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Case Report
Case Reports in Critical Care
Volume 2018, Article ID 7147626, 1 page
https://doi.org/10.1155/2018/7147626
Erratum

Erratum to “Early Diagnosis of Nonconvulsive Status Epilepticus Recurrence with Raw EEG of a Bispectral Index Monitor”

Département d’Anesthésie-Réanimation, Hôpital Saint-Louis, Assistance Publique-Hôpitaux de Paris, 1 Avenue Claude Vellefaux, 75010 Paris, France

Correspondence should be addressed to Aristide Ntahe; rf.oohay@ehatn.editsira

Received 8 October 2018; Accepted 11 October 2018; Published 16 December 2018

Copyright © 2018 Aristide Ntahe. This is an open access article distributed under the Creative Commons Attribution License, which permits unrestricted use, distribution, and reproduction in any medium, provided the original work is properly cited.


In the article titled “Early Diagnosis of Nonconvulsive Status Epilepticus Recurrence with Raw EEG of a Bispectral Index Monitor” [1], additional references should have been cited, included in the text below as references 16-18 [24]. Accordingly, the sixth and seventh paragraphs in Discussion should read as follows:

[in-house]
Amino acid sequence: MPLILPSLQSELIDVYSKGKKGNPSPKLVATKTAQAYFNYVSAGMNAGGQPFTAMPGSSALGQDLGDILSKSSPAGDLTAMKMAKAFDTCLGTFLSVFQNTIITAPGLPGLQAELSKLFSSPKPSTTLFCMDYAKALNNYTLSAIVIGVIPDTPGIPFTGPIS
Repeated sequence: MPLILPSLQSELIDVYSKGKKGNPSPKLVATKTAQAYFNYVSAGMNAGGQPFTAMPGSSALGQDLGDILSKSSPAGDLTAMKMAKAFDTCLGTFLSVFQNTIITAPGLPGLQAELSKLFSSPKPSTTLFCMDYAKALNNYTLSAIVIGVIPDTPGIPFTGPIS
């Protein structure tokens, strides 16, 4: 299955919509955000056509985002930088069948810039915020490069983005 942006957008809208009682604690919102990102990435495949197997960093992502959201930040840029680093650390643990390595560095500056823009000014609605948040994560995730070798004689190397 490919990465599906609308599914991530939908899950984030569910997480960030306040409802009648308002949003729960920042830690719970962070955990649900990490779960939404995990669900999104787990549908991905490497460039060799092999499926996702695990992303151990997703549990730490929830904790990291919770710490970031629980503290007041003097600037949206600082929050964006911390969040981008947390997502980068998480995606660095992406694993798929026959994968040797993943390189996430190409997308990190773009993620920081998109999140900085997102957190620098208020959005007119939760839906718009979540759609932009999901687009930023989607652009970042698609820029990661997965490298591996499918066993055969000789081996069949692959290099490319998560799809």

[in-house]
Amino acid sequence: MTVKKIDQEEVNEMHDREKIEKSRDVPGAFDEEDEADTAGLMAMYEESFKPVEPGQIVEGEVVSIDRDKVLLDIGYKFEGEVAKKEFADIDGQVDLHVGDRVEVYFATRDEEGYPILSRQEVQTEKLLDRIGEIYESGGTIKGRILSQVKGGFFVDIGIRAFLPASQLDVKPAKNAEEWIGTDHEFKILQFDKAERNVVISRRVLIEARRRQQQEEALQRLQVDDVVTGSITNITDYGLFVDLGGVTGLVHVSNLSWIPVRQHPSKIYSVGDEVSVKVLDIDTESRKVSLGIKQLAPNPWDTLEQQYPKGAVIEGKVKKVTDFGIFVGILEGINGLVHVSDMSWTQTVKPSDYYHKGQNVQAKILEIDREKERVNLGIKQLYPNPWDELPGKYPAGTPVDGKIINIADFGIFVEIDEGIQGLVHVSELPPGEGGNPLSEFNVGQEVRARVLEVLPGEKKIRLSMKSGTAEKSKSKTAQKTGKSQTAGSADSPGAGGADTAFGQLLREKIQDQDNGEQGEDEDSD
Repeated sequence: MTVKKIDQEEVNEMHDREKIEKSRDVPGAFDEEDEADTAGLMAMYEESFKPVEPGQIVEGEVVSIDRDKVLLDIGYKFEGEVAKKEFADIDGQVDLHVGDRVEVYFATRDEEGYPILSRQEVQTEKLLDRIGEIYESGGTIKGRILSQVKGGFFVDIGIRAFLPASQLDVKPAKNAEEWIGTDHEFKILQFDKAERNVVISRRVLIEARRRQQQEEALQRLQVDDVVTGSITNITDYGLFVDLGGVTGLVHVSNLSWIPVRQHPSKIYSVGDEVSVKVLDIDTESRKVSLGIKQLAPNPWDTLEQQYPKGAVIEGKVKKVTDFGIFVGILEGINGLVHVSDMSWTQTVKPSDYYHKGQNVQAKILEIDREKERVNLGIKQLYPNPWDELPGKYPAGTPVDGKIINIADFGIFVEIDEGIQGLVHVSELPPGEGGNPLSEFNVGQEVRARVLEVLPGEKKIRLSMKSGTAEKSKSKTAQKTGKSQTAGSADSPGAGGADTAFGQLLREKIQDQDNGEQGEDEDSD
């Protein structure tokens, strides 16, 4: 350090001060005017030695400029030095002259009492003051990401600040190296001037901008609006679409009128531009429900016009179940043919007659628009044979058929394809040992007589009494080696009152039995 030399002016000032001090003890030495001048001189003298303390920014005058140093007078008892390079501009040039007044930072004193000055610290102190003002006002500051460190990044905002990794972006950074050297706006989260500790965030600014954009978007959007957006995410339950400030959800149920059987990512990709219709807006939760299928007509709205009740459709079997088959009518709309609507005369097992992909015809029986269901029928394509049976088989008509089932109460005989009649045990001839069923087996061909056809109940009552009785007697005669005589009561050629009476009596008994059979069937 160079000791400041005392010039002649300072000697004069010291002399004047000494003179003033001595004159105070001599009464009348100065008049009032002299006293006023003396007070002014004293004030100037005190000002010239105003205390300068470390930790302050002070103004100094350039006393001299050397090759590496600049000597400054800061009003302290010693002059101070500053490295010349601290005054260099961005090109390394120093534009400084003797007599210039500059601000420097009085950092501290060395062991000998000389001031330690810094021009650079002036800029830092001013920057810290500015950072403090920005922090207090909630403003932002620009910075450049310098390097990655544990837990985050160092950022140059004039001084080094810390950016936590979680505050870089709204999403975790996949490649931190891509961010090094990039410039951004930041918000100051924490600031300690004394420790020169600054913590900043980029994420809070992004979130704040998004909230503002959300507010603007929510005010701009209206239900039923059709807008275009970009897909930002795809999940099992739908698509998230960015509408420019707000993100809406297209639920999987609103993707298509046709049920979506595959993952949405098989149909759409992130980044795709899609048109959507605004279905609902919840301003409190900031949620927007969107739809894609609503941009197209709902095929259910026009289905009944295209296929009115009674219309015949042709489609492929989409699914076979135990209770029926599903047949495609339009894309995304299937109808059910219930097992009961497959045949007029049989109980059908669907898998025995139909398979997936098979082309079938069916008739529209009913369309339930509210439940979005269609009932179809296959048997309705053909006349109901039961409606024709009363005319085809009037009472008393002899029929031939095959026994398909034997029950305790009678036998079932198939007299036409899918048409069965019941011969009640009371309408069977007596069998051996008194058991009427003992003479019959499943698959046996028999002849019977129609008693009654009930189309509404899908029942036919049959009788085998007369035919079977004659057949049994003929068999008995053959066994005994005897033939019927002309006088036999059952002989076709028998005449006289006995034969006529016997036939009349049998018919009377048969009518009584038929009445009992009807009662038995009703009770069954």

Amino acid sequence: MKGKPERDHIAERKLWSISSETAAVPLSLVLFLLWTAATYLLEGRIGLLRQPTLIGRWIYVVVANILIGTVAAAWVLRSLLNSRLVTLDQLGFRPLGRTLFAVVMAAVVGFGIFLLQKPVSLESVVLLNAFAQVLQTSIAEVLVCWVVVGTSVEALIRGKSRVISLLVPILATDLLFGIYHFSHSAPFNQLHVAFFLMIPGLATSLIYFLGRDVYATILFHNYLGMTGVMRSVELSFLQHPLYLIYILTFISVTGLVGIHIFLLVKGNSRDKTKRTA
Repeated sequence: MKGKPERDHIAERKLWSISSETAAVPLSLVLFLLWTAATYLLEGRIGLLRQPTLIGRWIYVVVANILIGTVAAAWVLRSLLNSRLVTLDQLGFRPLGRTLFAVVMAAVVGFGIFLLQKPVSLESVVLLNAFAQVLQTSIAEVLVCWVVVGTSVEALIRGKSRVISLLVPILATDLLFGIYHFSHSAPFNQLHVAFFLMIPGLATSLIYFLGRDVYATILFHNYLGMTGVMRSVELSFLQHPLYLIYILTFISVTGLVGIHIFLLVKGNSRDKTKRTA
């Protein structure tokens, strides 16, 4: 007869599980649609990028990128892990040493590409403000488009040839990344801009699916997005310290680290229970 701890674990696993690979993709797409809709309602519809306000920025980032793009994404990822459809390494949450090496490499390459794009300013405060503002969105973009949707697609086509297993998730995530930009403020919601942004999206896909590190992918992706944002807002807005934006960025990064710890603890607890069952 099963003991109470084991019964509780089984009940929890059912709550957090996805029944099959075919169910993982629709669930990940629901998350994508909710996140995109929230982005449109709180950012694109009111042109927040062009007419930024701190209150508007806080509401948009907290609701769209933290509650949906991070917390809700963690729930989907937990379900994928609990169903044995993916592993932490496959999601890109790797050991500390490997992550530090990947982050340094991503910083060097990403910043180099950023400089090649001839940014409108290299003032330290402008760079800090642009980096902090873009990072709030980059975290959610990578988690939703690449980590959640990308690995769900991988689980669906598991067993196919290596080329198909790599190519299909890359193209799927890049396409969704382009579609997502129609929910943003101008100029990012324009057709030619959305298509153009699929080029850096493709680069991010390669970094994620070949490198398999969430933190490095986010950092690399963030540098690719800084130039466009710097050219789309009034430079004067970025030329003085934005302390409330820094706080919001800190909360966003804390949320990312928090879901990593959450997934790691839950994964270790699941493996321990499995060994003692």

In ICU, BIS monitors are used in different contexts: when patients have intracranial hypertension, BIS and SR values are used to titrate barbiturate treatment ; when patients have refractory status epilepticus, BIS and SR values are used to guide the depth of sedation if cEEG is not available because there is a strong correlation between BIS and SR values and the burst rate monitored with conventional EEG .

The reliability of BIS and SR values depends entirely on a good EEG signal quality, but in routine clinical practice, physicians tend to focus essentially on this two processed parameters. In the present case, neither BIS nor SR values changed markedly at the moment the real time EEG started to show seizure patterns, which means that the NCSE recurrence could have been missed or diagnosed with delay. The diagnostic value of the real time EEG of BIS monitor is high because it well diagnoses a recruiting rhythm, spikes, and spikes waves during generalized tonic-clonic seizures .

References

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